Well,sometimes we're just unable to see what other folks saw in the stuff they like.I know this pretty well.I have my Gazelle serviced by an old guy at his shop;his son,in his early 40's,also a bike mechanic,asked me what do I find fascinating with my piece of 'classic'.He said that he's afraid of them,he prefers fixing mountain-bikes or racers anytime,which are his specialty.He just can't understand why some guys would spend hundreds of dollars on an old thing.The thing is that 28" roadsters have given themselves a workhorse,tough-utility vehicle image here,mainly used by old timers for carrying loads on their XL sized rear carriers;how large? Some are even wider than the straight-back handlebars!! Well,because of this,many(not all,thank GOD) see it as a waste of money to fix up nicely an old roadster.They can't see the history behind them,their fine-made,fine and smooth handling,good workmanship details,and of course,the 'they don't make em' like they used to' issue.Some people just won't get it what we see in old Roadsters.

Well,I guess that's just the way the world is and what matters most is that we all have fun in the things we like,what others think are their own business.Just a short opinion from a guy.Bye and take care you all!! :D :D :D


   RE:ENGLISH ROADSTERS:   What is the reason for.. posted by Ray on 10/31/2002 at 3:11:20 PM
You don't need a reason to like or collect anything you just do. As for the poor maligned Chopper. I collect almost anything bicycle. I have had several Choppers in the past and recently just sold my last. If any of you do not want your chopper stuff (plastic shifters and all) Just let me know. I will take it off your hands and pay the shipping costs to boot. Have you ever seen the 5 or better yet the really rare 10 speed Chopper. Very sought after and will bring more $ than any of the roadsters I have seen here so far, a lot more. Don't get me wrong, I love the roadsters including the 28 inch old internal three speed with another three cogs and benelux derailleur Raleigh I have. I have a few of these old gems also including a great girls bike with an unusual water tank, three speed cyclo derailleur system and a great skirt guard that would make you jealouse. I am slowly moving over to the lightweights in my collection so look for me post things on ebay from time to time as I have too many to keep right now.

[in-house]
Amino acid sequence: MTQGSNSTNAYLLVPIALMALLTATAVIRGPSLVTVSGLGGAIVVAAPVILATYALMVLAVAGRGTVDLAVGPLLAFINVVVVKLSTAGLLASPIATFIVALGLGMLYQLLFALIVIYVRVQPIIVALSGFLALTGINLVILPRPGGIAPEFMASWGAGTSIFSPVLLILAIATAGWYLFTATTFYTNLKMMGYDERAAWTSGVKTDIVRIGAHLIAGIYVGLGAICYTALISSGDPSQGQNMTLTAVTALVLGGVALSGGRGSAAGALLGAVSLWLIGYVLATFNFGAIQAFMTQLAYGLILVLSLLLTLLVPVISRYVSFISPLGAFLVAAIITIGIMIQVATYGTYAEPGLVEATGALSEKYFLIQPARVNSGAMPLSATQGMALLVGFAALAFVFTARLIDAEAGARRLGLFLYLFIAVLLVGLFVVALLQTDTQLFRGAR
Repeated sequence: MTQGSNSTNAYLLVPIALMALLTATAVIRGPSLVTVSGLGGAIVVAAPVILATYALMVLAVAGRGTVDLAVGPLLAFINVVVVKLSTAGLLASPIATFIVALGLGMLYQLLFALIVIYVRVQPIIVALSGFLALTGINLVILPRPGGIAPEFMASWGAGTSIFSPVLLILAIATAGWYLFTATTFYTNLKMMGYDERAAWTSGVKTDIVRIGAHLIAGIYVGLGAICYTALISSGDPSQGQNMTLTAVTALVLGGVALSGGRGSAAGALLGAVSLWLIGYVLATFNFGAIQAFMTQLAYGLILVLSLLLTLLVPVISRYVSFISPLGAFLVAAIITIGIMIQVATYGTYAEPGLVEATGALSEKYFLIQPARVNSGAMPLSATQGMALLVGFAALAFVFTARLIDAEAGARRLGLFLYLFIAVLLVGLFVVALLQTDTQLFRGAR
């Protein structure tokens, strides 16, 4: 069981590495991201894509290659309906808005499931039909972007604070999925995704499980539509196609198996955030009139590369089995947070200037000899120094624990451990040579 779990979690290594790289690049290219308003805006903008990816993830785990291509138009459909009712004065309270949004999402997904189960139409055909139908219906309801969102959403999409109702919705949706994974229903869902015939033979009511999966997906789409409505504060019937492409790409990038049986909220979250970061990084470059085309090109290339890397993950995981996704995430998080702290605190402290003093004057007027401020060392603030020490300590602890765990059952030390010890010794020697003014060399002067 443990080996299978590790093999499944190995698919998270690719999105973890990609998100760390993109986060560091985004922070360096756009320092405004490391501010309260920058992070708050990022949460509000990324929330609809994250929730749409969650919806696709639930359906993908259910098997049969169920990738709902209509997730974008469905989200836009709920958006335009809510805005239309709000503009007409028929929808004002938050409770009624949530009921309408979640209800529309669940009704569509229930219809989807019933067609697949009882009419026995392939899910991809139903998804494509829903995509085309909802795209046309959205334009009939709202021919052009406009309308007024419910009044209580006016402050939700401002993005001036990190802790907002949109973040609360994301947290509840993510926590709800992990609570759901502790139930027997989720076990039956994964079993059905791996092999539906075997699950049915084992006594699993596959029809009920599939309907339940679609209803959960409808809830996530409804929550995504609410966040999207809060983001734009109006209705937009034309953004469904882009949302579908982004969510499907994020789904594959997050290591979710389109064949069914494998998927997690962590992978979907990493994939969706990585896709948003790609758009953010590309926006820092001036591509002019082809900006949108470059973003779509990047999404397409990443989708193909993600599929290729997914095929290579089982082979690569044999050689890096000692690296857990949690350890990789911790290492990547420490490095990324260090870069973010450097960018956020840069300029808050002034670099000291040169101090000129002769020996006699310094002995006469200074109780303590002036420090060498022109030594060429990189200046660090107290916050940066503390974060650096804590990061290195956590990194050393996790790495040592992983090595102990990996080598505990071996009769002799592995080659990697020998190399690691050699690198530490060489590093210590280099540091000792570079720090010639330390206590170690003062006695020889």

RE:RE:ENGLISH ROADSTERS:   What is the reason for.. posted by Edward in Vancouver on 10/31/2002 at 3:44:29 PM
My two cents worth from a mountainbike saturated city: If it feels good, do it. A chopper is comparable to a Sting-ray or Orange-crate. As a nine year old, my biggest desire was to get one of those bikes, with the big stickshift mounted on the top tube and a metalic flake bannana seat. I ended up swapping the seat, sissy bars, and ape hangers from a friend's bike that suffered the indignity of being run over, on to my Sears boy's bike. My first conversion at 9 years. Dad didn't know what to say...